Working oneself out of a job (WOOOJ, pronounced like “whoosh”) means attempting to make your position unnecessary. This can be done by eliminating unnecessary tasks, simplifying necessary tasks, training others how to do what you do, delegating duties to subordinates, and otherwise reducing the need for you to remain involved in your present position.
There can be both selfish and selfless reasons to pursue a WOOOJ strategy. On the selfish side, an employee might opt for WOOOJ so as to become less essential for (i.e., less tied to) jobs that pay less or hold little appeal, and more available for better jobs. From the perspective of a business owner, WOOOJ can result in an enterprise capable of running itself without your constant supervision, making it more valuable to a potential buyer. From a supervisor’s or chief executive’s perspective, it can be more efficient to hire people and assemble a team that can handle the moment-by-moment tasks without you, leaving you free to do your real job — that is, to focus on managing and leading.
On the selfless side, people pursue a WOOOJ strategy in a variety of contexts. Parents adopting this strategy seek to raise children who can stand on their own. Ministers and missionaries may want to expand their proselytizing reach, and to enhance the local flavor of their religion, by training many others (preferably, from the target region) to do their ministerial work. Employees who are faking it may feel a duty to be honest about their actual contribution to an organization. Nonprofit organizations may recognize an obligation to meet real needs in their target communities, as distinct from merely insuring their own continued existence in ways that can actually harm those communities.
As illustrated in another post, the attempt to work oneself out of a job can fit within a larger strategy of prioritizing among multiple tasks.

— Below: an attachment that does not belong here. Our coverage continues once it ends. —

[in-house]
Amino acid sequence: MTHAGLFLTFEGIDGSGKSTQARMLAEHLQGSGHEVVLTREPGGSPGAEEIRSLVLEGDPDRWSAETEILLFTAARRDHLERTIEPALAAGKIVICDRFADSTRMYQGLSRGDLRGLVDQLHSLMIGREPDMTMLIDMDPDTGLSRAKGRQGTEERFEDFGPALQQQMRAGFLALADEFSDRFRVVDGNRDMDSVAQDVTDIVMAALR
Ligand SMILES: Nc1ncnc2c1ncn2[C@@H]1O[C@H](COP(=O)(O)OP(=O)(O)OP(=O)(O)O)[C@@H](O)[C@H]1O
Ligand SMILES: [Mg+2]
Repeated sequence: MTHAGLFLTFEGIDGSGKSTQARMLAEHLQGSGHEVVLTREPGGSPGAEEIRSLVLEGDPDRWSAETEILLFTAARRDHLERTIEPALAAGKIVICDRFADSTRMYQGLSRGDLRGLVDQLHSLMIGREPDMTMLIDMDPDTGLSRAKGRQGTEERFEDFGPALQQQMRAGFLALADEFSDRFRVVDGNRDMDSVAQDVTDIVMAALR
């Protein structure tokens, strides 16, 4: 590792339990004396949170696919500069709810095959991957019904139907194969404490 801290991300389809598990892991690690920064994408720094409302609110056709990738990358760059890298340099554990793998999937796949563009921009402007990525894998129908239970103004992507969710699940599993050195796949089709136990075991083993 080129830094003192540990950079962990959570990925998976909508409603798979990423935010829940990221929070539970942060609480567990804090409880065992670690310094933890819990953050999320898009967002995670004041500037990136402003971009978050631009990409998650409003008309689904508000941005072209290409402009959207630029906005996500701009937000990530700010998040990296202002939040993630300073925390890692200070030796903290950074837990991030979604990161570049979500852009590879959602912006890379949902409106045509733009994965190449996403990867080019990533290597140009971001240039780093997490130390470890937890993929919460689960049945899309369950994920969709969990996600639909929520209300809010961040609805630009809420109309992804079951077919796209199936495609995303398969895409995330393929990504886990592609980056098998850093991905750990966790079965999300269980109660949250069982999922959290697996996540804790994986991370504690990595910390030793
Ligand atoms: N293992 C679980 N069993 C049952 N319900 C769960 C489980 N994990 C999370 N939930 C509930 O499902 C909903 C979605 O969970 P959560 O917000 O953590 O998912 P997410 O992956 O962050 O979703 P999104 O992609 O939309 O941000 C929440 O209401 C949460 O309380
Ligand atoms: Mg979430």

I had heard of this concept of working yourself out of a job, and in fact I had tried it once. I decided to do a refined Google search on the concept. That search yielded a total of 60 hits. This post summarizes what I got from those 60 webpages, along with the one webpage that I got from a companion search of Google Scholar.
A few of the 60 were not useful for my purposes. One was just an entry in a Spanish-English dictionary. One was a notice of a workshop that would be touching on the topic in connection with parenting. Another was an ad for a CD on working yourself out of a job. There were 1 2 3 that required me to buy their CD or pay a fee to read their article. One used the phrase “working yourself out of a job” but did not really seem to be about that. Another 1 2 3 sites were republications of other sites arising in the search, or were simply duds with no useful content.
The majority of the websites were positive on the general WOOOJ idea. There were some exceptions. An article in EuroWeeklyNews advised people not to work so hard as to impair their own employability by making themselves sick or making mistakes due to fatigue. IAAP similarly warned that obsessive passion about one’s career could lead to burnout and other adverse consequences.
Several websites treated “empowerment” as a key part of the WOOOJ concept. For example, Jamie Rohrbaugh defined leadership as an activity that “empowers and equips your people.” Mari agreed that leadership is a matter of “empowering others to learn, grow, and develop” that usually “includes a few mistakes.” In the corporate context, a YouTube video described empowerment as the opposite of “command and control,” and said it is often not implemented in companies because of fear and trust in the decision to hand off crucial functions to employees.
A number of the websites referred to WOOOJ in connection with Christian ministry or missionary work. The concept here, expressed in a quote from a book by T. Stanley Soltau, was as follows:
The goal in missionary work will be achieved only as a church is established which is independent and indigenous. . . . Every foreign missionary should so plan and so carry on his work under the leadership of the Holy Spirit that there should be no need for a missionary [i.e., foreign] successor to him when he comes to lay down his work.